Any excuse to fly, eh?
I’m currently based in the Sacramento area of California for my late winter/early spring job as a frost control pilot. I live part-time in a nice farm town I’ve grown to know and like over the past four years, waiting for the weather to turn cold and a phone call telling me to get ready to fly. At that point, “passive standby,” when I get paid by the day to have my helicopter on-site, turns into “active standby,” when I get paid by the hour to wait. When the fly call comes, I theoretically spring into action, firing up the helicopter and heading out over my almond orchards to circulate air and keep the frost from damaging the developing nuts.
I say “theoretically” because although this is my fourth year as a frost pilot, that fly call has never come. Instead, each season I wind up being paid by the flight to fly to California, being paid by the day to hang around in very pleasant weather doing whatever I like while it’s still kind of dreary at home, occasionally being paid by the hour to sit in my truck at the airport at night waiting for a fly call, and eventually being paid by the flight to fly the helicopter home. I earn enough in two months to carry me financially until cherry season starts in May — and beyond. Along the way, I have a grand old time in Northern California’s Central Valley. I’ve made some friends, done a ton of hiking, gone wine tasting, kayaked the American River and Lake Solano, learned to fly a gyro, gone ballooning, and even given my bees an early start to the spring season. In general, it’s just an extension of my winter travels, with lots of flexibility to go where I like and do what I want — as long as I can get back to base by midnight when I’m put on active standby.
Anyway, my point is that I don’t have a lot of flying to do for this job. So instead, I take the helicopter out on “maintenance flights.” This is where I start up the helicopter to make sure it’ll start when I need it and since I’ve got the engine running, I may as well take off and since I’m taking off, I may as well go somewhere interesting like up Cache Creek or into Napa Valley or around Sutter Butte.
Yesterday’s Excuse for Flying
My helicopter is coming up for overhaul soon and I’ve begun interviewing service centers to find one that’ll do the job the way I want it done at a price I’m willing to pay. I’ve already visited a shop in St. Augustine, FL, and have talked to the folks in Hillsboro, OR, who sold me my helicopter nearly twelve years ago. (Hard to believe it’s been that long, eh?) I’ve recently gotten more motivated to learn my overhaul options; one of the magazines I write for has agreed to a 1000-word article about my search for a shop. So I obviously need to visit more shops.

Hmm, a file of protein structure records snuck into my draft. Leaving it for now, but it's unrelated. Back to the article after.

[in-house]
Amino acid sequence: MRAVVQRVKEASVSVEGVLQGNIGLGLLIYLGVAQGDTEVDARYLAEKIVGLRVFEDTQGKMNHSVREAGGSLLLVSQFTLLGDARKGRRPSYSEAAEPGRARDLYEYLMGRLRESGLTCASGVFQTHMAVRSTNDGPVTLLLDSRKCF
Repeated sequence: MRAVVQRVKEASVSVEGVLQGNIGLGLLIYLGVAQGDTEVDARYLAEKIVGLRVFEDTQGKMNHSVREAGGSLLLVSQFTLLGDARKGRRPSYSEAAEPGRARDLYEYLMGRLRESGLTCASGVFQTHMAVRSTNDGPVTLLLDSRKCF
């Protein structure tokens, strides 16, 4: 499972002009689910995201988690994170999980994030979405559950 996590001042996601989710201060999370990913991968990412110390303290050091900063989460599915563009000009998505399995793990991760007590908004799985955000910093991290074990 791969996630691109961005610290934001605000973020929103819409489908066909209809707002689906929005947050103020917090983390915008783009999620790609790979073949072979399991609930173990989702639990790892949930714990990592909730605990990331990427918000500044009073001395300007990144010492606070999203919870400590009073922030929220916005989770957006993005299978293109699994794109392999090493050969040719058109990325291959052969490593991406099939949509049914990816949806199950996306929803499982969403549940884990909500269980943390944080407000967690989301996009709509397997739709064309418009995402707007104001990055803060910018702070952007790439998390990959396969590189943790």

So the other day, I checked the Dealer/Service Center page on Robinson Helicopter’s Website. And I made a list of the centers in Northern California. And I started making calls. By the end of the day, I’d made plans to visit the folks at Airmotive Specialties, the service center in Salinas.
I was not interested in driving to Salinas. The 170-mile drive would take at least 3 hours each way. Obviously, I’d fly. Foreflight told me it would take about an hour and 20 minutes and that was fine with me. (I have 200 hour to burn off on the helicopter before November.) A review of the direct route showed that it was pretty easy, with no serious concerns about airspace or mountain terrain. Weather was forecasted to be good on Wednesday, although rain was moving in north and east of San Francisco (where I’m based) later in the week. It was a no-brainer. I made tentative plans to fly on Wednesday afternoon.
The Flight Down
I spent Wednesday morning taking care of odds and ends: writing a blog post, updating a friend’s website, answering email messages, scanning receipts, walking to the closest RedBox to drop off a video and pick up another one. The man I needed to meet at Airmotive would be at the office all day, so there was no rush. I had lunch just after noon, then climbed into the truck with Penny and headed out to the airport. A while later, after setting up my GoPro “nosecam,” iPad with Foreflight, and phone for music, I fired up the engine. I was heading south by 1:30 PM with Penny lounging on her bed in the front passenger seat beside me.
It was an uneventful flight. Well, mostly.